Investing in Post-Brexit Europe

08/23/2016 10:00 am EST


Yiannis Mostrous

Editor, The Capitalist Times

By and large, equity indexes have treated the UK’s vote to exit the EU as a non-event; however, investors should remain cautious and allocate their capital selectively, explains Yiannis Mostrous, editor of Capitalist Times.

The lackluster economic recovery means that Uncertainty about the political and economic consequences of the UK exiting the EU likewise ratchets up the risk over the next few years.

In the UK, investors should continue to favor companies that generate a significant proportion of their revenue outside Britain and stand to benefit from further weakness in the pound.
Deutsche X-trackers MSCI United Kingdom Hedged Equity (DBUK) is perhaps the easiest way for investors to pursue this strategy.

This investment vehicle provides exposure to UK equities while mitigating the effect of fluctuations in the US dollar-British pound exchange rate.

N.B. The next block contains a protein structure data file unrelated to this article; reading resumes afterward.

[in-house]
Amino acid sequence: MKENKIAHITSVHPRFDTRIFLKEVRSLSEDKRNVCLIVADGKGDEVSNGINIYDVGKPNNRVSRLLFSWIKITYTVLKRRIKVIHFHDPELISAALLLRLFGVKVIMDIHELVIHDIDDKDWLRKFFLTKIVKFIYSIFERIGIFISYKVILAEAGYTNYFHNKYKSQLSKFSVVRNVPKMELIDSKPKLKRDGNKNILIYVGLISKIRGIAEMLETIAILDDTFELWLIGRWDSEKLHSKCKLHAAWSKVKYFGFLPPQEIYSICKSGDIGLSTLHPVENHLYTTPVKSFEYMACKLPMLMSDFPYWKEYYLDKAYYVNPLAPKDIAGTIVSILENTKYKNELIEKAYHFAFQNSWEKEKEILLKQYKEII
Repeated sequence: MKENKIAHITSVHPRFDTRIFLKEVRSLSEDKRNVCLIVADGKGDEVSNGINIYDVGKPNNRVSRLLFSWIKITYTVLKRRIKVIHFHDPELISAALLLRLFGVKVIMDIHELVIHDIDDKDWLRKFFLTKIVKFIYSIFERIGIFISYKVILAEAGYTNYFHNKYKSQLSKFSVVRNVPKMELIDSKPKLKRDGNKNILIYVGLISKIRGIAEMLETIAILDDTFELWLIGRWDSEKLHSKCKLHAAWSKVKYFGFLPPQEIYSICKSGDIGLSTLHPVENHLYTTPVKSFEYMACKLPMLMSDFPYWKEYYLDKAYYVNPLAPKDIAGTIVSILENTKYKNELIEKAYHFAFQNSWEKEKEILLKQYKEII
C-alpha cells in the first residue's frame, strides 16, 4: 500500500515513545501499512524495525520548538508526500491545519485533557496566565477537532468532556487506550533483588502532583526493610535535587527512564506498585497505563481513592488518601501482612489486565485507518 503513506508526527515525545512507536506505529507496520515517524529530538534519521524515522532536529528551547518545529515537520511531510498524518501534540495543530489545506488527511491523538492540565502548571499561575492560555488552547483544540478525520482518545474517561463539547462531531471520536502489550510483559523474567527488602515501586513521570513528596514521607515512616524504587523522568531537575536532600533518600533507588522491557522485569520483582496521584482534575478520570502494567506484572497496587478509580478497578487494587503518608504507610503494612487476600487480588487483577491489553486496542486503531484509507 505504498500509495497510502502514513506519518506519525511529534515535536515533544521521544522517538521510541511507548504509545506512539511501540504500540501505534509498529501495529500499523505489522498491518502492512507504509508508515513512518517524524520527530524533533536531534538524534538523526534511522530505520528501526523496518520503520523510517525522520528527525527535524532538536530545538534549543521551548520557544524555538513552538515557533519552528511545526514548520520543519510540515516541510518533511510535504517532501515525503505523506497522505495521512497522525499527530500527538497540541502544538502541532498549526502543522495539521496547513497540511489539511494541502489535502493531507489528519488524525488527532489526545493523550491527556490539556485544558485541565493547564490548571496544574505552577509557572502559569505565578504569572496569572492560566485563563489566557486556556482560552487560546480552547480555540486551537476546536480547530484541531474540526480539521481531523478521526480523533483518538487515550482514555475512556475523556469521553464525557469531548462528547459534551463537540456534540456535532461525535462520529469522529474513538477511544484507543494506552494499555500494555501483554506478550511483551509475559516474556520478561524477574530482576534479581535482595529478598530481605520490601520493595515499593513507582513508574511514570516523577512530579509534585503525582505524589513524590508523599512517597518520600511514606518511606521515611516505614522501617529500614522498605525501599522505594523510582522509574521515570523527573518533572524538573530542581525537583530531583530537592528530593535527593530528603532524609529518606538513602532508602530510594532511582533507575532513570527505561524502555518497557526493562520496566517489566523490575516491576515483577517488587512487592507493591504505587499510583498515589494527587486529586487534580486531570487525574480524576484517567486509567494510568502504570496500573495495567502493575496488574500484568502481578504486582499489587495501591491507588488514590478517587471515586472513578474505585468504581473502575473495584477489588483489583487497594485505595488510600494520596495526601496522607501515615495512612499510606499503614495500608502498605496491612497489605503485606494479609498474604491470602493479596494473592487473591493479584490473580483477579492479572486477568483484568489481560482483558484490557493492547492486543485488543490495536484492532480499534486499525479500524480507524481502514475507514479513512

The fund distributes its net realized gains, if there are any, to shareholders every six months. Deutsche X-trackers MSCI United Kingdom Hedged Equity rates a buy up to $25 per share.

ING Groep (ING), and Siemens (Frankfurt: SIE) remain our favorite Continental stocks.

ING has almost completed a comprehensive restructuring that aims to simplify its operations and refocus on the company’s core strengths.

The most significant portion of this process involves the divestment of the company’s insurance business and the consequent distribution of its value to shareholders.

ING boasts a solid capital position and a well-diversified retail and commercial banking franchise in key European markets.

The stock also sports a dividend yield of 8.6 percent, more than 40 percent higher than the average for Continental banks. ING Groep’s American depositary receipt (ADR) rates a buy up to $15.

Siemens (Frankfurt: SIE) is one of the world’s largest industrial conglomerates. It focuses on power generation, health care, industrials, and infrastructure.

Despite the fragile global economy, the company continues to report solid revenue growth, primarily because of strength in its electricity and wind-power business lines.

Siemens has also started to benefit from ongoing efforts to reduce costs, a push that should help to bolster its margins.We like the stock as a long-term holding because of management’s commitment to returning capital to shareholders.

Yielding 3.6 percent, Siemens’ locally traded shares rate a buy up to EUR100. Investors should consider easing into this position to take advantage of any future pullbacks.

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